the same that answers the phone. Without the wall of receptionists,
assistants, project managers, consultants, account execs, marketing
specialists and coffee makers, ideas are more clearly and effectively
communicated, work is completed faster and there are less people
on the design end mucking about a project with revisions and
Most freelancers directly handle other aspects of their business
as well. If a client has a question about an invoice, they call
the freelancer not an accounting department and
they can usually get a straight answer quickly.
The personal experience is very important to a small business
owner. They like knowing exactly who their vendors are, and
that includes graphic designers as much as it does accountants
and legal advisors, even if a designer's skills are called upon
just once. These are situations where meeting in person goes
a long way toward building a professional relationship.
Through pure logistics, a freelancer will almost always be more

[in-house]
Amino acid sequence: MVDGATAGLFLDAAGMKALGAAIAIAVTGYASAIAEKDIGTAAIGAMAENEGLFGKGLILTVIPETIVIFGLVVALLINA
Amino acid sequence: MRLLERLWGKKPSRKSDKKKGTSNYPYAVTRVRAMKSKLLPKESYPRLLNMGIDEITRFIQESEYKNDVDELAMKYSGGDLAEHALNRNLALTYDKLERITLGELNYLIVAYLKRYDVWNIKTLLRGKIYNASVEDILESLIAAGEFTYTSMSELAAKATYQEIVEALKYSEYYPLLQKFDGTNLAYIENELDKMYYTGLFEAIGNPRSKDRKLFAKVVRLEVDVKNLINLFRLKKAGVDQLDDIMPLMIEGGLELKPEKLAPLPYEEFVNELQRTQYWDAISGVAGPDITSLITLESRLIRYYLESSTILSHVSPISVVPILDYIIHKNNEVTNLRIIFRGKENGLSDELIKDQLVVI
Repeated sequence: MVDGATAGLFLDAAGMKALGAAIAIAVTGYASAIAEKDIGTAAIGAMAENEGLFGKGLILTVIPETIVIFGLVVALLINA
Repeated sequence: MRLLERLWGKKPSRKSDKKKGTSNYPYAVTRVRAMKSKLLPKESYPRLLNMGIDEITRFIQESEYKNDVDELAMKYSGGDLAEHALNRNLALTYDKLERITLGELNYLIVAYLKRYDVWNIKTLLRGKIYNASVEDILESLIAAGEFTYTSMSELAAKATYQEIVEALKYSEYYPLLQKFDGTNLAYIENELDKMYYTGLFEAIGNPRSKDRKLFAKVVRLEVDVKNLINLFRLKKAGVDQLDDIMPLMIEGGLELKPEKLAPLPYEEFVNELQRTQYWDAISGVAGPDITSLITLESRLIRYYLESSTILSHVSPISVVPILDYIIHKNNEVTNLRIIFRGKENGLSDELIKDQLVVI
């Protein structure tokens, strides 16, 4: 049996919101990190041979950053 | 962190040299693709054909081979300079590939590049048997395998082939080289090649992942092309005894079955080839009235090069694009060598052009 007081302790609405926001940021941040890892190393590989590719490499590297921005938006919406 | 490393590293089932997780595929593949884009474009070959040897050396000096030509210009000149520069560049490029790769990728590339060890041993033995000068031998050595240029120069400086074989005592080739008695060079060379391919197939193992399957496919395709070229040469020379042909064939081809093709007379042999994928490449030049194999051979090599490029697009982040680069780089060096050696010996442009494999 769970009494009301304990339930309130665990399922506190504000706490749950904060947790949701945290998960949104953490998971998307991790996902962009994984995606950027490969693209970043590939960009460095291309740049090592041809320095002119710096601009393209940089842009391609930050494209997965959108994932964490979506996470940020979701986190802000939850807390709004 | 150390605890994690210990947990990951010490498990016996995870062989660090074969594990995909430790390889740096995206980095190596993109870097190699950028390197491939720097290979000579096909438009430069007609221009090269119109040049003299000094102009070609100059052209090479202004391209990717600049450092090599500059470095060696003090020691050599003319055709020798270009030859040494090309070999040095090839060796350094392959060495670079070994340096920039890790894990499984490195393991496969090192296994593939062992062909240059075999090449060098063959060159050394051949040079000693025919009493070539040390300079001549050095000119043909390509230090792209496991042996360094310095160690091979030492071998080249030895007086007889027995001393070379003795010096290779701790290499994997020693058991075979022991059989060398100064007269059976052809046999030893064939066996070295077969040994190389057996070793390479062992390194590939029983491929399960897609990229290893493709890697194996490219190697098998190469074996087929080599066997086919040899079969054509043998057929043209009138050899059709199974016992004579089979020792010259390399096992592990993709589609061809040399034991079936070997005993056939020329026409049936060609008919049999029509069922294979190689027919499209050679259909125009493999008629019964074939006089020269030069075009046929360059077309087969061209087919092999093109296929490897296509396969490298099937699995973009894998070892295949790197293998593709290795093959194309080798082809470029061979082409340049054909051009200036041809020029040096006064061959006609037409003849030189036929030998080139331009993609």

cost effective than a large agency. Unless the individual specializes
in a true niche market (high-end character animation, for instance),
their invoices will be substantially lower. This is a real,
tangible advantage, especially over the long run when a client
uses the same freelancer for multiple projects.
If a client requests a series of magazine ads from an agency,
the project will run through a project manager, a designer,
art director, creative director and an outside photographer,
and the client will pay the hourly fee of each. Those ads have
to cover the salaries of everyone involved, plus administrative
time, materials and business overhead (like the building lease,
equipment costs, etc).
With a freelancer, the project brings in two people: the designer
and the photographer. Since freelancers often work from home
and don't use huge amounts of equipment, there is no bloated
overhead to pad the invoice. This translates to tremendous savings
easily thousands of dollars for most projects.
Time and Effort
For a big company that constantly requires design work (a chain
of restaurants for instance), an agency is the natural destination
they can deliver huge quantities of great creative in